According to the CD&C team, UMass fails to sufficiently spread the word about student-run businesses, focusing more on businesses that fund the university. An example of this would be People’s Organic Coffee coming to campus, using a similar name as the already existing student-run business, People’s Market. Harvest Market also came after the student-run Earthfoods Cafe, initiating a similar “health-style” business.
“Let’s put it this way: it sucks they do it, but it’s kind of good they do it in a way, because it makes us work harder,” Maren said.
“It doesn’t let you get complacent. You really have to do advertising and marketing,” Sloate added.
The staff has gained valuable skills at CD&C that have positive implications on their personal lives.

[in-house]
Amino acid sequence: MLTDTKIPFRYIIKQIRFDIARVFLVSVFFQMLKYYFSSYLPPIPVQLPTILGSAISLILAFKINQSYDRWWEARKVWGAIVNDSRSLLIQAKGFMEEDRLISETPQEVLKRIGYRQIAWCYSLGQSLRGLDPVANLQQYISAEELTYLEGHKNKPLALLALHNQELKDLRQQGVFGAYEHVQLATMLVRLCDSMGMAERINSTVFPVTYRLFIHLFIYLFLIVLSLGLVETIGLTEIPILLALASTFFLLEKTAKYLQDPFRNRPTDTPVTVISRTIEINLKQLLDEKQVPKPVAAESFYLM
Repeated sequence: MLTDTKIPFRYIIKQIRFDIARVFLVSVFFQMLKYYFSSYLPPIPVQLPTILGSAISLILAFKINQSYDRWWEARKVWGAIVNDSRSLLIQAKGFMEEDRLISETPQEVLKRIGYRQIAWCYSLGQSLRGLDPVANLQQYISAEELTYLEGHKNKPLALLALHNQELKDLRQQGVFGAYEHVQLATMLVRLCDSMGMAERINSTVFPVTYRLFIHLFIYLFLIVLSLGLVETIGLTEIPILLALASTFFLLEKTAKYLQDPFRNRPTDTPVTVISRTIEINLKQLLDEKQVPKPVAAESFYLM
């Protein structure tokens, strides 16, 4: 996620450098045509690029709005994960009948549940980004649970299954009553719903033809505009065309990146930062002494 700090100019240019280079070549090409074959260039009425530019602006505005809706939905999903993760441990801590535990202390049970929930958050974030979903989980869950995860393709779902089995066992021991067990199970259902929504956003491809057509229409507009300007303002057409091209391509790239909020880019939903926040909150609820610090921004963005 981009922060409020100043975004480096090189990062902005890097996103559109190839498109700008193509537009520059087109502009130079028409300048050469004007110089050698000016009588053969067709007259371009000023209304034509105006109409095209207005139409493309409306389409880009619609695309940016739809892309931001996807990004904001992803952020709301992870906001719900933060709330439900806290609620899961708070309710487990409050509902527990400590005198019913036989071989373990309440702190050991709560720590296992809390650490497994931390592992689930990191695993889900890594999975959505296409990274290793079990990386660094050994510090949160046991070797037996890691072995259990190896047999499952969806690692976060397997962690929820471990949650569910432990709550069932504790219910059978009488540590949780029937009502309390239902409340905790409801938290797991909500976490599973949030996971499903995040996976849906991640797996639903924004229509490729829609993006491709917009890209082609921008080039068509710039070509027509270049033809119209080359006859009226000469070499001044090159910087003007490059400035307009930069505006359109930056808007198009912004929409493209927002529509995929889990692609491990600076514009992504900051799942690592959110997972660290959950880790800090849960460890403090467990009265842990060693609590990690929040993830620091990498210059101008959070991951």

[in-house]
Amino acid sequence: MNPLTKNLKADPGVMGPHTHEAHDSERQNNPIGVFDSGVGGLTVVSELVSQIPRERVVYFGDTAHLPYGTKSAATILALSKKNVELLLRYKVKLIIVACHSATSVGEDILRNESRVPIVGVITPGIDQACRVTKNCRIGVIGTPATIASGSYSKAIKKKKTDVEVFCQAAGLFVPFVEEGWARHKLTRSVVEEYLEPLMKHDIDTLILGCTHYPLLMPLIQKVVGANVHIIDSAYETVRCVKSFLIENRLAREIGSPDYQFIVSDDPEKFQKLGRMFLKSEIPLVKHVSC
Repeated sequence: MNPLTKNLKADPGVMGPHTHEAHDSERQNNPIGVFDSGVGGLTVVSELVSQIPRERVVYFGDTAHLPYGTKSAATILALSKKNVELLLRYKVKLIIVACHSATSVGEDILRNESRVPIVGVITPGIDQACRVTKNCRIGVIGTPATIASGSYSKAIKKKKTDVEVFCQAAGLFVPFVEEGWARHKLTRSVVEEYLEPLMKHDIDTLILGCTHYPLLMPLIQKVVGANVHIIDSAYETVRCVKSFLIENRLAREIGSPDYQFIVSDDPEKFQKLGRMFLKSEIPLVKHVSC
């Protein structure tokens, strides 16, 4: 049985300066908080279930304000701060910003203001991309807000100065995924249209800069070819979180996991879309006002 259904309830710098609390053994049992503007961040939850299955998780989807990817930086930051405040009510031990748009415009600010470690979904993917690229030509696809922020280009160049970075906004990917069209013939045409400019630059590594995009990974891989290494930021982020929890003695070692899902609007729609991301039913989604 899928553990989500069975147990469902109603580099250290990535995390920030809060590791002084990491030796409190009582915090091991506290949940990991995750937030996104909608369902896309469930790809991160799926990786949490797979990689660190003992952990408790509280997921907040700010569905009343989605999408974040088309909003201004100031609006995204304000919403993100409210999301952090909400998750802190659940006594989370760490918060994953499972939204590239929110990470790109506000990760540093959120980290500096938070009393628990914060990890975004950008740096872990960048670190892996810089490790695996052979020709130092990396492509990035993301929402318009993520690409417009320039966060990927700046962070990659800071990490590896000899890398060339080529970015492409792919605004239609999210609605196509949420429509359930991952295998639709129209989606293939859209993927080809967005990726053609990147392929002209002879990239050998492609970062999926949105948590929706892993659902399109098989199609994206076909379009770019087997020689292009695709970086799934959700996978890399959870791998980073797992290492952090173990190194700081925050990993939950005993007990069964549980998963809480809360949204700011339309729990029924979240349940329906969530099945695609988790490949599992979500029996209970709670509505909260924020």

“Working here is how I got my job that I’m about to have in July, because I just know the different parts of what goes into a business,” said Sloate.
Maren and Ryan Cotreau, a junior psychology and journalism double major, were living in the same building at the time of their application process for CD&C. Since working together, they have grown closer and have decided to share a dorm together next year.
“We had our interviews back-to-back and we both got it. It definitely solidified friendships, and it just felt so right from the beginning,” said Maren.
“Now look at us, living together, best buds,” Cotreau added.
Froehlich and Sloate also decided to room together after they worked together at CD&C for a year.
“We see each other all the time too,” said co-manager and junior management major Aoife O’Shea smiling.
“It almost feels like a club sometimes, but it’s just like the coolest job ever,” added Svec.
The group jokes back and forth with one another, recalling old co-managers who have graduated and funny moments in the office.
“It’s just a good melting pot, like mixing of people,” added Sloate. “This also helps the quality of work, because you want to do a good job because you care about them.”
Email Caeli Chesin at [email protected] or follow her on Twitter at @caeli_chesin.